• Home
  • /
  • Asia's Wall
  • /
  • Speedy policy reforms vital for India to emulate China’s export miracle
Speedy policy reforms vital for India to emulate China’s export miracle

Speedy policy reforms vital for India to emulate China’s export miracle

Travelling has always been my second nature. To spend some time away from the hustle and bustle of Delhi, I make it a point to travel to different places on a short vacation each summer. This summer, I paid a visit to Shillong, well known as Scotland of the East because of its unique natural beauty. During my brief stay there, I went out one evening for shopping in Police Bazar, the hub of the city. While visiting a shoe store, I came across a leather shoe which had superb fitting. While checking the details, I found it was made in China.

As a professional, I have always felt inquisitive as to how India could replace China as the manufacturing hub of the world. I found my answer while going through the newspaper. In a recent interview, renowned economist Arvind Panagariya has stated that that the gradual slowdown of Chinese economy due to rise in labor costs offers India with a golden opportunity to emerge as a major manufacturing hub. China’s aging workforce and population may cause many manufacturers to shift their businesses to countries with cheaper labor costs like India. Lack of easy access to raw materials in certain industries such as mobile phone manufacturing is another factor which can cause this paradigm shift. For instance, the rare earth materials that are essential for mobile phone manufacturing are found in abundance in China. However, in recent years, China has become protective of its resources.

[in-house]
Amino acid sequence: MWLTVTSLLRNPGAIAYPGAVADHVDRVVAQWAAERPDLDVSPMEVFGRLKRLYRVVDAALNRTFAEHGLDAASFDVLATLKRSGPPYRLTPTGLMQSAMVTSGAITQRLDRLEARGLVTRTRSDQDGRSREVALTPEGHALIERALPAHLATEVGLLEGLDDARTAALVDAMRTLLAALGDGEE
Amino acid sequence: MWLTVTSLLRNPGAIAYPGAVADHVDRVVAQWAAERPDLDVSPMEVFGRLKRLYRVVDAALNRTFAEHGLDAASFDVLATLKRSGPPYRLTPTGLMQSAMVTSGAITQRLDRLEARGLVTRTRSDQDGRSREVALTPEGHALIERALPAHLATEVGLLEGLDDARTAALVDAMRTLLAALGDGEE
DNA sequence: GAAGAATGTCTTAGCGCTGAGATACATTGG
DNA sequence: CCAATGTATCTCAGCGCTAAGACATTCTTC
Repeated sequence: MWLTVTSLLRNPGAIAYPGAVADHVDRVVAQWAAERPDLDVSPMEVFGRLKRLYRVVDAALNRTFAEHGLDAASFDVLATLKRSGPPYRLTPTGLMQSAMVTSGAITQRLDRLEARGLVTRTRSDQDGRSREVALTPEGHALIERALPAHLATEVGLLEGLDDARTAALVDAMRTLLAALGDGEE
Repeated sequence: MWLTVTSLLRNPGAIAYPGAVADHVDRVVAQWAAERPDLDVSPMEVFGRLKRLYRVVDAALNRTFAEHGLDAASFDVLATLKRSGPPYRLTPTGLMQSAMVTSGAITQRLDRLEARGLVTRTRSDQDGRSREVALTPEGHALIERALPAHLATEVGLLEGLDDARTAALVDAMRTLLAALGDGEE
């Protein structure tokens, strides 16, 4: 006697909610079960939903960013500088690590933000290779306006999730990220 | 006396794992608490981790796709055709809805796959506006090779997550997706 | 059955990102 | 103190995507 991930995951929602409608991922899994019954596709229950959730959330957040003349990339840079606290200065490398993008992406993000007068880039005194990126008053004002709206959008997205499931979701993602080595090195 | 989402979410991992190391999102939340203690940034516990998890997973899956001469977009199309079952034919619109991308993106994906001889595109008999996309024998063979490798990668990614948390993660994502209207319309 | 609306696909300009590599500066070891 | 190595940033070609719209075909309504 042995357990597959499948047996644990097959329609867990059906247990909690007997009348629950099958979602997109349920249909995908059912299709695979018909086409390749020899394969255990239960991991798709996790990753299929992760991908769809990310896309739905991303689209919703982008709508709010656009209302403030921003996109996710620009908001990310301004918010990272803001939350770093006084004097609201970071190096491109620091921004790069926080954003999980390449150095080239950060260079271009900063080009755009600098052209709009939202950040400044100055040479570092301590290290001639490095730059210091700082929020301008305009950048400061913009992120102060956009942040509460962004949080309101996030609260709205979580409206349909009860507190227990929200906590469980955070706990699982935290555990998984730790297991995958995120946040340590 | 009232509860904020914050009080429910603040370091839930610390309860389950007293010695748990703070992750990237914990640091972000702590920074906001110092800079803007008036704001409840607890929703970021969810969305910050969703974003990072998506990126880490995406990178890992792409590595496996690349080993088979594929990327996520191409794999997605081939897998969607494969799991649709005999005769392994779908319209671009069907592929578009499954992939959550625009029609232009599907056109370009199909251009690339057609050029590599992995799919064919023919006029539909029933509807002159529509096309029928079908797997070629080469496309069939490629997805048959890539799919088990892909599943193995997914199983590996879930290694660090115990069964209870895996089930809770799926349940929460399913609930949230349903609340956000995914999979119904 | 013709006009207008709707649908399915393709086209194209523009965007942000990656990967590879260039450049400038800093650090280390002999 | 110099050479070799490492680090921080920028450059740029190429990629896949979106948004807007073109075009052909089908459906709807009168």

India can make best use of this opportunity by speeding up with policy reforms. One major concern for policy makers in India is the big devaluation of the yuan as it can make Indian products less competitive within the Chinese market. This is because China has devalued its currency with the aim to increase exports, which is likely to have an adverse impact on its competitors in that area. Though countries with bigger economies like United States and United Kingdom have shown signs of recovery, the economically unstable Eurozone and fall in global demand has shaken the Asian concept of export-oriented growth. As a result, India’s ability to gain parity with China will be badly affected.

The loss in currency competitiveness in comparison to the yuan, along with issues in infrastructure may further impact India’s exports which have plummeted considerably over the last one year. Economic experts are of the view that this may lead to a reduction in India’s share of global trade which at present stands at 1.75%. Despite phenomenal improvement in Sino-Indian trade, India has a massive trade deficit of $50bn (as of 2014-15) due to rising imports along with weak export dynamics. Economic experts have cited that some of the losses have been due to rupee’s appreciation against foreign currencies apart from the U.S. dollar. The PM’s plan to build India’s coastal ports will in a great way to improve access to Indian products in the world market. Policy reforms in infrastructure, taxation and passing of GST Bill can help in a great way to achieve the long term goal of making India the world’s major economic hub. By achieving the above mentioned goals, India can make sure that it makes its presence felt as an economic powerhouse in the 21st century.

One Comment

  • Anubhuti

    February 21, 2016 at 2:22 pm

    India’s possibilities of emerging as a manufacturing hub are fairly high. The gradual fall in exports and poor infrastructure are however major challenges that need to be attended to.


Leave a Reply

You may use these HTML tags and attributes: <a href="" title=""> <abbr title=""> <acronym title=""> <b> <blockquote cite=""> <cite> <code> <del datetime=""> <em> <i> <q cite=""> <s> <strike> <strong>